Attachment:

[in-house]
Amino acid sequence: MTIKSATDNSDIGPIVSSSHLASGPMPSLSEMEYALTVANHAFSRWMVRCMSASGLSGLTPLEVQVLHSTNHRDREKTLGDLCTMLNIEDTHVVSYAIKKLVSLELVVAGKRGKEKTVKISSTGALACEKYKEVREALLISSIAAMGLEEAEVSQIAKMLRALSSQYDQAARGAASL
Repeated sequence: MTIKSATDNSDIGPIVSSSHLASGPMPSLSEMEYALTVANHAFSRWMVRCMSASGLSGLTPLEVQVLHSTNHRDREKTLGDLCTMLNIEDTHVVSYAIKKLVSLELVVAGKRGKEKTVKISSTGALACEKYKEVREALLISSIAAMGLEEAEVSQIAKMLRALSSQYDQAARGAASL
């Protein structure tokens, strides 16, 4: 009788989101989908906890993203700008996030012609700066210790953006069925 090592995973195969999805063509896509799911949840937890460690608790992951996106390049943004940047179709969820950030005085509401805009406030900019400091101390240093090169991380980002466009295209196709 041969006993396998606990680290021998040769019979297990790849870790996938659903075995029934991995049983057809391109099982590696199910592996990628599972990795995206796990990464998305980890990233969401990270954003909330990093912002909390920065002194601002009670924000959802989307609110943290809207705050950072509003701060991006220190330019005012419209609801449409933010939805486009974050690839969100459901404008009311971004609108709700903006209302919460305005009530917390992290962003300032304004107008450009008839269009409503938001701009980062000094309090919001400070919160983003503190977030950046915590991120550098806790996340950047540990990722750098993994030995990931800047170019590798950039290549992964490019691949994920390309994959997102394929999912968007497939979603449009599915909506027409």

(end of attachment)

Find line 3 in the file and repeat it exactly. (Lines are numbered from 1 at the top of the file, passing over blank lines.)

Repeated sequence: MTIKSATDNSDIGPIVSSSHLASGPMPSLSEMEYALTVANHAFSRWMVRCMSASGLSGLTPLEVQVLHSTNHRDREKTLGDLCTMLNIEDTHVVSYAIKKLVSLELVVAGKRGKEKTVKISSTGALACEKYKEVREALLISSIAAMGLEEAEVSQIAKMLRALSSQYDQAARGAASL